It was for all these reasons and for those which I have outlined above that shortly before noon on 30th March I obtained an injunction restraining the Observer and Lonrho from any further publication of the special issue. A similar ban was enforced in Scotland later that day. I shall make every effort to maintain these restrictions, and I shall therefore resist any attempts by the parties in the High Court or elsewhere to discharge the injunctions.

Next week the House of Lords begins to consider Lonrho's appeal against the unanimous judgment of the Court of Appeal in my favour. The Judicial Committee of your Lordships' House is the proper forum for deciding these issues, and the Government will not be compelled to change their stance by improper pressure from any other quarter. The rule of law will prevail.

It has been rumoured that copies of the report are being published in Germany and elsewhere and it is asserted that this removes the reason for withholding publication here. It may well be that German readers of any such document may find it interesting, although I have my doubts. However, they will not of course be invited to be on any English jury and no question of further prejudice can therefore arise.

As many in your Lordships' House may well be aware, Sir Edward du Cann, the chairman of Lonrho, has refused to return all the leaked copies of the report in Lonrho's possession or to give me voluntarily a sworn affidavit stating just how a copy came into his hands in the first place. I believe this shows an extraordinary lack of respect for the due processes of law and is even more surprising in view of the battery of lawyers said to be advising Lonrho and the Observer on this matter. Sir Edward is a Privy Counsellor and a former Minister in my department. He is well aware that there can be no excuse for such conduct. The report ought immediately to have been returned to me, although I can understand the temptation to glance at it first.

My counsel is today applying to the High Court for an order for the return of the remaining copies of the report, together with damages and an affidavit. I wish to assure noble Lords that urgent and thorough inquiries are now going on to establish the source of the leaked report.

In conclusion, noble Lords will wish to know that Lonrho and the Observer will not be successful in their attempt to cast me in the role of the Duke of Wellington. I shall not publish and I shall not be damned. It is not my independence or my reputation which is at stake, but that of a prominent newspaper and a prominent public company. I shall not be persuaded by the antics of commercial interests engaged in a private vendetta to compromise the public interest. They will not succeed in diverting me from the correct path, which is to ensure that the prosecution authorities are not impeded in the proper course of their duties. In that context, I shall publish the report as soon as I can, and I repudiate the suggestion that I wish to hide its contents or that it criticises my department.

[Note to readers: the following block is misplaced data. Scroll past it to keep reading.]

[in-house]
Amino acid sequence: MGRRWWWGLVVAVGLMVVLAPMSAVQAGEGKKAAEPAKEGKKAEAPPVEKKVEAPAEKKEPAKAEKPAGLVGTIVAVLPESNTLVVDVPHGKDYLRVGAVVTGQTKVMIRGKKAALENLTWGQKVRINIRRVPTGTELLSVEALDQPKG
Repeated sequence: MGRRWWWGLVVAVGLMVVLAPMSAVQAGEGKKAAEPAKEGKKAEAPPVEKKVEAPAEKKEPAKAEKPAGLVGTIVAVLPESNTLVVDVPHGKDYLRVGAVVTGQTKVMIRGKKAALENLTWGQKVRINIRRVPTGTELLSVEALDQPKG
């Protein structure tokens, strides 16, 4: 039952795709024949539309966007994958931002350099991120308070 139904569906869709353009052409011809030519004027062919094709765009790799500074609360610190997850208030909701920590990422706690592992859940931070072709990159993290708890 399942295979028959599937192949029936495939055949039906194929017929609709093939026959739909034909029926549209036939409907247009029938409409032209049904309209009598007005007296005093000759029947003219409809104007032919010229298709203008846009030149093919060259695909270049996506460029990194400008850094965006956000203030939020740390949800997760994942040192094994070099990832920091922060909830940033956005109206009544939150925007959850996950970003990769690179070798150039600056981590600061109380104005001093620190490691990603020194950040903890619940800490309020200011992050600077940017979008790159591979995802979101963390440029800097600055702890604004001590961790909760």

I have given in this Answer as full an account of the circumstances as I can within the constraints put upon me by the current High Court hearing and next week's proceedings in the House of Lords.

Lord Williams of Elvel

My Lords, the House will be grateful to the Secretary of State for his Answer to my Question. At the outset I wish to say that I regret the use of this House for personal attacks on people who are not Members of the House. I believe we have to deal with this matter on a reasonably rational basis.

Do not the Government recognise that there is an element of absurdity in the present situation? Is not the noble Lord aware that all interested parties must by now know what is in the report, and most of them know precise chapter and verse? The noble Lord referred to rumours about publication. Is it or is it not the case that copies of the report are at this moment being printed in Switzerland and elsewhere? If that is the case, is it not utterly ridiculous that it is not now officially available in the United Kingdom?

Furthermore, does the noble Lord recognise that tomorrow I shall be tabling amendments to the Companies Bill to strengthen takeover regulations along the lines of the inspector's recommendations? Judging from the variation which was allowed by the High Court this morning to the Government's injunction, the proceedings of this House will be fully reportable in the press. If the noble Lord wishes to know how I know what these recommendations are, I would refer him and other noble Lords who are interested to the Library of this House, which, as I found this morning, has a copy of the special edition of the Observer of last Thursday.